This weekend, Sonja, Titus, Zooey and I were in Kansas City for our annual trip to the Hospital Hill race (read more on yesterday’s blog post). It was a terrific weekend, full of running, friends, barbecue, and walks through Country Club Plaza where Titus and Zooey took in the amazing fountains. And, of course, when in KC we always attempt to make a pilgrimage to Cooper’s Hawk, a restaurant that Sonja and I have discovered to have hands-down the best gluten free menu we’ve ever found.
The thing about gluten free food is that it doesn’t have to be bad, but so often it is. I think people get lazy, or try to be cheap. There are restaurants that will tell you they have a gluten free burger, and then deliver it without a bun. Really? Not Cooper’s Hawk. The GF options are killer — they bring pretzel bread to the table for normal (just kidding) people, and then their own special gluten free rolls for Sonja and others with similar intolerances. The pretzel bread is great, but the GF roll is equally solid, flaky and warm and delicious. This trip, Sonja ordered pasta as her entree, a dish similar to mine with Italian sausage, dried tomatoes, and other nice things. GF pasta is almost always faulty somehow; maybe it’s too sticky, too starchy, crumbly, flavorless, etc. After trying Sonja’s dish, I was reminded that their GF pasta is every bit as good as regular, if not better. If you, like Sonja, require gluten free options, I can’t recommend Cooper’s Hawk strongly enough.
I like their food, but to be honest, I go to CH for the wine. My review of their Nightjar fortified wine from a few years back has been the most read review on our blog so far in 2018. Every time I’m there, I try new things, and I’m generally impressed by what they’re making. This time around, I was extremely excited to see that the wine of the month was a Cab Sauv from Washington State — my recent stint at Taste of Washington making that a must try venture.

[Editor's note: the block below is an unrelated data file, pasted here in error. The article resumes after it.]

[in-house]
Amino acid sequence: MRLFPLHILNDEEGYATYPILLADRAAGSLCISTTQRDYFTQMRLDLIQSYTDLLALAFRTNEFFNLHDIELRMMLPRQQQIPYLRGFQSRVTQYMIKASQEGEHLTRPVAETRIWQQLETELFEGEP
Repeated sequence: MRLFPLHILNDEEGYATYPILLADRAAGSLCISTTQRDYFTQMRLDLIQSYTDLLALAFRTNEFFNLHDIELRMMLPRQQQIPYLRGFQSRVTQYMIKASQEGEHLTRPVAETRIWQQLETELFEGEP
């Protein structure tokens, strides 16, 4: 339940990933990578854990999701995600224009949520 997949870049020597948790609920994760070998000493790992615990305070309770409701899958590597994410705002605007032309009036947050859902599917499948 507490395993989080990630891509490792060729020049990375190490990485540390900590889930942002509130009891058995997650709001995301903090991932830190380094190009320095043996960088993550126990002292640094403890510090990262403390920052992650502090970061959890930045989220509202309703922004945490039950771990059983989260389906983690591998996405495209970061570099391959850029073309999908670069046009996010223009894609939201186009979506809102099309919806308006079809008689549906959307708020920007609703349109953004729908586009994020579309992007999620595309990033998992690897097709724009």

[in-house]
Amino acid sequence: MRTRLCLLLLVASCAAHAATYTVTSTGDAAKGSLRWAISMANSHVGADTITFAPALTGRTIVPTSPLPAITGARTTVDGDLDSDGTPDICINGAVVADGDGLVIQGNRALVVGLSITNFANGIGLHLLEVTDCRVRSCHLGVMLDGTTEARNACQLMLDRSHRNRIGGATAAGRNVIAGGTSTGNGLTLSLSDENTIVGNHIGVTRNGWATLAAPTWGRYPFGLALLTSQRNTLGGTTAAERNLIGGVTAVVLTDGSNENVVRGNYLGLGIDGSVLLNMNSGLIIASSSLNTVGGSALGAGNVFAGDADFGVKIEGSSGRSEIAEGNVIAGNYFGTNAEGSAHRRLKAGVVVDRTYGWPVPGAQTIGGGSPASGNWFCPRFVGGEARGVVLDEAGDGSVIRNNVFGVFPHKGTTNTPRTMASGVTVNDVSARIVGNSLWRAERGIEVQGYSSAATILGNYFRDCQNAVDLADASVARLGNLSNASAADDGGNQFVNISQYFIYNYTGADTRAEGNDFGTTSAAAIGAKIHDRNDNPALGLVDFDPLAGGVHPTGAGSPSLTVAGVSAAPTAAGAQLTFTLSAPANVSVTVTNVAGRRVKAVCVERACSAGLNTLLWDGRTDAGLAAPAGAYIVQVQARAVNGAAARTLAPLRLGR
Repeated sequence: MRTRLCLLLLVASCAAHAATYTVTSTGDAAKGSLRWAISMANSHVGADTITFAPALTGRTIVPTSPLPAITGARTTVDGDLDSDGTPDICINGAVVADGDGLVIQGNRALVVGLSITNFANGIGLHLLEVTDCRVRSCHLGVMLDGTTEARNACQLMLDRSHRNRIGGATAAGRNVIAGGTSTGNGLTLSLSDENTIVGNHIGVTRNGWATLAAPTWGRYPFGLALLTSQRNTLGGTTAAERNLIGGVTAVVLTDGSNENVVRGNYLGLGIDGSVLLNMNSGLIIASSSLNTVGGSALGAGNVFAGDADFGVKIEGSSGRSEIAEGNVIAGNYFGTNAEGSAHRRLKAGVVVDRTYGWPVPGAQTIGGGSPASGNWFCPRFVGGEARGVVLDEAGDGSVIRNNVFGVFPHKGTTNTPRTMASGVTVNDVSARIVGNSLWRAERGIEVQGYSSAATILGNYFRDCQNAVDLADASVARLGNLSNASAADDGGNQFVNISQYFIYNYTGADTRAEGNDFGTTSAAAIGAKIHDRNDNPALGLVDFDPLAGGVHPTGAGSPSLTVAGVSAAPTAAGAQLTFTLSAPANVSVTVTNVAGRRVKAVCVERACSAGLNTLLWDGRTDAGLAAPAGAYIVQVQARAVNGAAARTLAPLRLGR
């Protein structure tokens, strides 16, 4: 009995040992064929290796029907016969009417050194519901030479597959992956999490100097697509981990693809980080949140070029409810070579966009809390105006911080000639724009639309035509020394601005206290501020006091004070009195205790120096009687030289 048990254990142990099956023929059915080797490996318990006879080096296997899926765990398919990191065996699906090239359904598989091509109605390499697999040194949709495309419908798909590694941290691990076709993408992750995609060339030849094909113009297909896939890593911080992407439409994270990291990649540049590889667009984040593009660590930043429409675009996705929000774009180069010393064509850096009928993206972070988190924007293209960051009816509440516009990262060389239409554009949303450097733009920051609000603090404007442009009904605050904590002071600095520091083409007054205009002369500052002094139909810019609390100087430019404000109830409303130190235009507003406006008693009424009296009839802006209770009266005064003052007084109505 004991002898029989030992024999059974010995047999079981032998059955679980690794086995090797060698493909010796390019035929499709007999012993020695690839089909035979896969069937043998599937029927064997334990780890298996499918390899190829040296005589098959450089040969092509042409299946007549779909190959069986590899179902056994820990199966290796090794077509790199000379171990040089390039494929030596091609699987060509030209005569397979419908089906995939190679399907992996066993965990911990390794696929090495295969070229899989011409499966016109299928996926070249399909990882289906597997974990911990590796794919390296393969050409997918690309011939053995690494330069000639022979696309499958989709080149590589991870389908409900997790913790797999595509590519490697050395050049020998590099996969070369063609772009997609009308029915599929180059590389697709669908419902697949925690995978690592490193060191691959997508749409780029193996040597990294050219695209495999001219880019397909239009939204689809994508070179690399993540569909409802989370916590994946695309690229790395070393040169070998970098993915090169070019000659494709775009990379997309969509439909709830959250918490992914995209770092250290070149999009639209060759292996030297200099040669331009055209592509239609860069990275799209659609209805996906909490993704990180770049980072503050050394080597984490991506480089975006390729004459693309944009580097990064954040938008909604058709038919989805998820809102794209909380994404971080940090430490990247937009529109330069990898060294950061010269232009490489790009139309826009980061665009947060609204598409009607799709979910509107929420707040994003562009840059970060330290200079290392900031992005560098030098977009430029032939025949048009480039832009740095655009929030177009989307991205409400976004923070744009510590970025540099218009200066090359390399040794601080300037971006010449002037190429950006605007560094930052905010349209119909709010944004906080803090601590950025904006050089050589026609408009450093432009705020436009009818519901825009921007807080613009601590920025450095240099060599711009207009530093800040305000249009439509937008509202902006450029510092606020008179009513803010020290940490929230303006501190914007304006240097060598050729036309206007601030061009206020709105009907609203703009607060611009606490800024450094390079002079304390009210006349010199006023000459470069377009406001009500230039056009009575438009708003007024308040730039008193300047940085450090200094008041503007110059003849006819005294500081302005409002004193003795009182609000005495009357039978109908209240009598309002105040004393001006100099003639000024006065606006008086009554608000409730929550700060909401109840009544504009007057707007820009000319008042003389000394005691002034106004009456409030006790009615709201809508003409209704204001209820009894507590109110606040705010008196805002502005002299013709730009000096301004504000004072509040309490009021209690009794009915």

Full in body with somewhat restrained aromatics, the Cooper’s Hawk Washington Cab Sauv, which like their other wines is not vintage dated, is velvety and smooth with hints of chocolate and the unmistakable blueness of our northwestern-most state’s terroir upon the palate. Brighter hints of something like raspberry appear later underneath layer after layer of blackberry, blueberry, and black currant. A somewhat delicate structure offers longevity and lengthens the finish. I’ve recently become quite familiar with Washington’s Cab Sauvs, and I can vouch for this one being a worthy expression of the varietal and the region for a very reasonable $8/glass.
Sometime during the course of the meal, Zooey got bored and started using her napkin as a bonnet, which I encouraged by photographing her, and at one point Titus started screaming, which turned out to be a logical reaction to having bitten his tongue. The other dinner guests around us politely ignored the crying child, however several did turn to look when Sonja extrapolated upon her understanding of toddlers biting their tongues by saying “I think sometimes you’re just not quite sure where your tongue goes.” I couldn’t stop laughing for a moment, and the kids, of course unaware of the unintended innuendo, giggled happily along with us. It’s the little things.
If you dig wine, Cooper’s Hawk, which had dozens of locations nationwide, is certainly worth checking out. They make numerous varietals and blends from various regions, and generally I think do a nice job with all of them. I tried the Super Tuscan on this trip and was truly impressed. If you’re gluten free, however, then your sense of urgency for visiting Cooper’s Hawk should be even higher. In five plus years of being married to a woman who can’t eat many of my favorite foods, I’ve found no better place. Enjoy!
Cheers to figuring out where your tongue goes,